15 of 21 people found the following review helpful
John L Murphy
- Published on Amazon.com
This reminded me of a post-Holocaust Kafka, combined with Joycean wordplay, Pynchonesque ideas, and Beckettian melancholy. The words derived from "Jew" never appear except in the subtitle. Their absence haunts this ambitious novel.
For Joshua Cohen's own version of a "lipogram," a work with a missing symbol, Benjamin Israelien's void after another, now total, global decimation of the Chosen People erodes him from the inside out. His inauthenticity as a Jewish survivor provokes the animosity of the rest of the world. Ben alone remains to become what turns out more the scapegoat than the Messianic harbinger with tidings of comfort and joy. Cohen stretches his somber saga over eight hundred pages.
The novel's span challenges neat summation. Briefly, his family and his birth-- full grown, bearded, hirsute--takes up the first couple of hundred pages with fine print and extended riffs. Cohen relishes food, babble, trivia. The demise of the Jews quickly gives way to their kitsch revival, "in a language nobody speaks but everybody's studying."
Cohen hurries over whatever sense would be in this catastrophe, oddly. He grants us a few powerful scenes of media coverage of this sudden death. Logic diminishes; a reader must put up with whatever Cohen dishes out to a put-upon Ben and the sketchily drawn cabal that unsuccessfully manages his marketing.
He makes us pay attention to the page. It takes patience to stay afloat amid so many verbal depth charges. Submerged into this book, you gasp for air. The force of Cohen's atmosphere presses down on you.
Ben stops at where he would have gone to school, "yet another inheritance deferred." There, "chalk remains from the happy clap of appreciative erasers smeared into the spirals of shoes out on permanent recess." Cohen can write, certainly. But does he write.
It's no wonder Kafka and his Castle edge into the setting at his re-created Whateverwitz, in an inverted "Messianic victory of the bornagain." Why the rest of humanity would wish to convert never gets answered. (Who supervised their conversions after the demise of the firstborn, with all those but Ben born-Jewish dead, I wondered?) People simply change, in a dream logic that pulls along enigmatic, infantile, behemoth Ben against this current of subversion.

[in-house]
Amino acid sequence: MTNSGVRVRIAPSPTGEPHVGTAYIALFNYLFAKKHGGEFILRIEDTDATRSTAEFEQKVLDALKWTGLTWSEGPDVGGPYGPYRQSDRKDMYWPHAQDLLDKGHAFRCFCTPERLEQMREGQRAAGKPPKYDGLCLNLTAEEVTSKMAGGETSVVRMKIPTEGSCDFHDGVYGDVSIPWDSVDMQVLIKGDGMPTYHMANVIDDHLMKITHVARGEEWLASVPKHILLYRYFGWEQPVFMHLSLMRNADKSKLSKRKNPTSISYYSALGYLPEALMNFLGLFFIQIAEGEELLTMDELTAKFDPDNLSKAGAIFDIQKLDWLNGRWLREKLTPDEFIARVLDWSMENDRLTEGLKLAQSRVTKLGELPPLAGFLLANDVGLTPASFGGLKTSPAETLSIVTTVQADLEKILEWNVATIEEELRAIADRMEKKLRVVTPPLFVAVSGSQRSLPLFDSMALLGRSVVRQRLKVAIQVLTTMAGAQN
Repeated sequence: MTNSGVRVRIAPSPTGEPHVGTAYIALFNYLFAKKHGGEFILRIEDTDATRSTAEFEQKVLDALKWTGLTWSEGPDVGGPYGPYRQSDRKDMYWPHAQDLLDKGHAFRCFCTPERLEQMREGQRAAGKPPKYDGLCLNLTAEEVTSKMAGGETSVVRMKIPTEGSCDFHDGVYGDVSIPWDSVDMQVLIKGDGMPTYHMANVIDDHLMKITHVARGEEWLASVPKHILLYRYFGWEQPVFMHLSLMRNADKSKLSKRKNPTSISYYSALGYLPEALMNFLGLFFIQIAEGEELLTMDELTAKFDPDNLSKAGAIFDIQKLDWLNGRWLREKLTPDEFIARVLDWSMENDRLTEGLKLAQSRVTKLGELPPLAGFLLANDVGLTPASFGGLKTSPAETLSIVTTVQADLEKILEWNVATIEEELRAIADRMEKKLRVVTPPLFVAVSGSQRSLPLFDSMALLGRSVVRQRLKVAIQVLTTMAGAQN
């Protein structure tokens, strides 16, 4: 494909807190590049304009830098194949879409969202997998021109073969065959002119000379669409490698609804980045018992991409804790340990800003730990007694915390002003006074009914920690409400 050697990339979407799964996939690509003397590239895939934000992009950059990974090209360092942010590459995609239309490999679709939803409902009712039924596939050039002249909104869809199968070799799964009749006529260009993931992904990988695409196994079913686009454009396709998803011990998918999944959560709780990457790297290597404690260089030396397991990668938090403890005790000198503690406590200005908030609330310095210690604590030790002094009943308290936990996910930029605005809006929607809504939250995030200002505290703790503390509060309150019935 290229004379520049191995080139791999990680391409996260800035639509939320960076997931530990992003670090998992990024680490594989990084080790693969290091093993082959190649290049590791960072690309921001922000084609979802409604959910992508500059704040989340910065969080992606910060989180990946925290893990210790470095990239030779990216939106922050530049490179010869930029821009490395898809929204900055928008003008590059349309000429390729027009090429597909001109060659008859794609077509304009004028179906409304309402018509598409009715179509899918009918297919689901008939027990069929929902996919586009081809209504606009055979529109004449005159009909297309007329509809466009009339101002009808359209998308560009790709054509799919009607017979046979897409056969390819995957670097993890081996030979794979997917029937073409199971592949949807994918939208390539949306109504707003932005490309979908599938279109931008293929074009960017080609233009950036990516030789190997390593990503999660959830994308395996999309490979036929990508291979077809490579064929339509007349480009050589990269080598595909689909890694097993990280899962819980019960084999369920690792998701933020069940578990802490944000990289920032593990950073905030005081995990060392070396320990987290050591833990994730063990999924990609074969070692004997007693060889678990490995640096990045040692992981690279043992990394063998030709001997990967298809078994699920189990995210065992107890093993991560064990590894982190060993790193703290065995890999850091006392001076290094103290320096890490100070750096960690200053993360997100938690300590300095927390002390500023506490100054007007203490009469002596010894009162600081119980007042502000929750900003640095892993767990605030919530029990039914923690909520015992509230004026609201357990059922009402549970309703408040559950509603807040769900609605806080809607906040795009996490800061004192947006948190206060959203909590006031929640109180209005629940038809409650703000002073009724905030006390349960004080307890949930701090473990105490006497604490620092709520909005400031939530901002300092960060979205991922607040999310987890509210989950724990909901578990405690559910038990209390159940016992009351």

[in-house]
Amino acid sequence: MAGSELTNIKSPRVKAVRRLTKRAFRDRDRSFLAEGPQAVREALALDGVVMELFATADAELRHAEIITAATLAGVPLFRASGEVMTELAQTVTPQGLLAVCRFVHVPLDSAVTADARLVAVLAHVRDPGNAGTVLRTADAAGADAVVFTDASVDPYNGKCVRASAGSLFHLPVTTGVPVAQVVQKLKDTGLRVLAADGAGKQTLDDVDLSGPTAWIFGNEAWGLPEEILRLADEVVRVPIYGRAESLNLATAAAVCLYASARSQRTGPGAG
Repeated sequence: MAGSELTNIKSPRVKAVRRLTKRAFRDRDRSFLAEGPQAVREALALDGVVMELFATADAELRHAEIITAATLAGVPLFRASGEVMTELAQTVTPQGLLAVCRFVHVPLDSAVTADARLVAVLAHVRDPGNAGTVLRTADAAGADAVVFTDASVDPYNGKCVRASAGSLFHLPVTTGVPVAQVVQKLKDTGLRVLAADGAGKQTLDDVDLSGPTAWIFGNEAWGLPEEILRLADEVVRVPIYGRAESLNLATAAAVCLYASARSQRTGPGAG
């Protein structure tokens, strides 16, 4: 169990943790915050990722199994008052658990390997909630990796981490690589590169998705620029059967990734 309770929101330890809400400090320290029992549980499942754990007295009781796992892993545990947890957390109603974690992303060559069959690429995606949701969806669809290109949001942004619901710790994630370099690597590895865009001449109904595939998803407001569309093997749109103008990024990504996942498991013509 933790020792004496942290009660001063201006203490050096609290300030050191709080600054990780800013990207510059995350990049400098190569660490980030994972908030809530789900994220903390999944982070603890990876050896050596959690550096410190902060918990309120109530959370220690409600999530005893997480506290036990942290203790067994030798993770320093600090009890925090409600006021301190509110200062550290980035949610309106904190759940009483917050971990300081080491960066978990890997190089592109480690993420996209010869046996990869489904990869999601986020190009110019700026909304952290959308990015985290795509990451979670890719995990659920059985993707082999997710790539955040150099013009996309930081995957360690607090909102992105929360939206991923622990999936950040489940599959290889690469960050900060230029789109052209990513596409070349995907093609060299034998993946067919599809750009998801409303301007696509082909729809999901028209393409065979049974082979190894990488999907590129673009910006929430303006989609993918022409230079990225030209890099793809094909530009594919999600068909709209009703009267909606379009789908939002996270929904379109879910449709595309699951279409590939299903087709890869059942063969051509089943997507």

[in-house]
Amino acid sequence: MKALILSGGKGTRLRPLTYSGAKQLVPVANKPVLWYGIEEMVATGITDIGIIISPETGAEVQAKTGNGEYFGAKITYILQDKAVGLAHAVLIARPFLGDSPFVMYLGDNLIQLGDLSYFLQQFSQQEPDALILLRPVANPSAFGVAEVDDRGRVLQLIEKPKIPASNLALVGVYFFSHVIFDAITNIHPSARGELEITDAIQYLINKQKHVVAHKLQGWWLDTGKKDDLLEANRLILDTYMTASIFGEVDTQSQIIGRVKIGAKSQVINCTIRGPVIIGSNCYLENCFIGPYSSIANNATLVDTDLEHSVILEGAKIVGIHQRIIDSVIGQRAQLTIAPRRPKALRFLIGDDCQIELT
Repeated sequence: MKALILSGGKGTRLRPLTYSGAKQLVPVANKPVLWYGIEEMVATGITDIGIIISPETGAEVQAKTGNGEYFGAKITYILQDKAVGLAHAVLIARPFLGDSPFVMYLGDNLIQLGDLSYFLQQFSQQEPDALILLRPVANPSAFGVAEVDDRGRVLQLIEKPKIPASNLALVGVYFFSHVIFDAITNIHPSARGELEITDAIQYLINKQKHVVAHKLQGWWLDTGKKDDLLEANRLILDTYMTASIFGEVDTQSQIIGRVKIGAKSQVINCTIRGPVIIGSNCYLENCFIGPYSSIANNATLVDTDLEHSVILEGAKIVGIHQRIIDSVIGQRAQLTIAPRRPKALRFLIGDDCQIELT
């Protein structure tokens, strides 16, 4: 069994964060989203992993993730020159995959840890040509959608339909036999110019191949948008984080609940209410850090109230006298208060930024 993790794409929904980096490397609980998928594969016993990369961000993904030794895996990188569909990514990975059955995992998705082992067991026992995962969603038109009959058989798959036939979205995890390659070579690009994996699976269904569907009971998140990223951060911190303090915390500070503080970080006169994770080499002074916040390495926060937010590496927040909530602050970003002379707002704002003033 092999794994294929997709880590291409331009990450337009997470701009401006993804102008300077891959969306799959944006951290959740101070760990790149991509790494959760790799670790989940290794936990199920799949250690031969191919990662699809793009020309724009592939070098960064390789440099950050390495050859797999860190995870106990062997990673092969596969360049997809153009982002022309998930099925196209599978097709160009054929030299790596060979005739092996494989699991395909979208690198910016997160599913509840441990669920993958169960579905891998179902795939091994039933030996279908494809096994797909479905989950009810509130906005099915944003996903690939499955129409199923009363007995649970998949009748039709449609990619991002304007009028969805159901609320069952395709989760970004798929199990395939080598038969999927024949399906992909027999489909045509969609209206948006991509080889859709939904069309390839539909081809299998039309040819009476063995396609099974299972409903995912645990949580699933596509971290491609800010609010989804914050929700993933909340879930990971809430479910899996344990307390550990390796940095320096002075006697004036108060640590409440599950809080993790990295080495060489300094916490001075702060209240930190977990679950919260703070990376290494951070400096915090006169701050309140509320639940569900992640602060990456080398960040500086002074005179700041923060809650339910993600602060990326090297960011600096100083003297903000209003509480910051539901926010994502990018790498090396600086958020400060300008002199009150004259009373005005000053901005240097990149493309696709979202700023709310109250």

I felt that Cohen insisted on a chiasmus -- an inversion of Jew and non-Jew, persecution and acceptance -- that left him no other choice than this for his story. This pace barely bothers with plot. Cohen's concern's not with character. Instead, Cohen determines to force us to accept his world based on ideas, language, and monologues more than dialogues. Perhaps as with Torah or Talmud, this text documents an anthology of human foibles and restrictions and pleas rather than a seamless literary narrative, despite (or in spite of) its very craft.
The firstborn before they will succumb to another plague wonder: "what is a question? How to answer. Will you be at all. Or will you opt out. Don't you want to be. When you're all grown up to dead. Their seder to be interrupted -- libelous, the matzah weeps blood. The seat at the head of the table is empty and will be forever. You'll get used to it." Passages like this may elicit emotion, but they nestle within adamantine blocks of prose. Chunked chapters may crush the patience of all but the few readers nimble enough to catch the Yiddish, the Hebrew, the Judaica tossed here into a tall, deep scrap pile.
In its messianic themes, breadth of Jewish references, and dense erudition, Witz recalls Arthur A. Cohen's In the Days of Simon Stern (1972). In its headlong final rush into the evocation of the Holocaust by its last survivor, Joseph Cohen, it echoes passages from George Steiner's The Portage to San Cristobal of A.H.(1980). This stand-alone coda of thirty pages as one death sentence after a life lived in pain and struggle is titled "Punchlines." Breathed into one long recital -- after eight hundred pages of Ben's tale, which lurched about as its protagonist did in an unstable, wobbly gait -- the novel's last gasp finds its stand-up routine that knocks them dead, a negative correlation, its center of gravity.
In its demands, Witz nears Tolstoy's epics in length and Kafka's fables in tone. Combine these with Ben's character of gargantuan appetites, albeit one who eludes the sympathy of the patient, if baffled, reader. The result may be less successful than some of Cohen's storied predecessors, yet it may surprise you. A few readers may undertake Cohen's rigorous wake. It resurrects linguistic excavations and intellectual fixations as a narrative "Exodust" that burrows into a tome nine years in the making.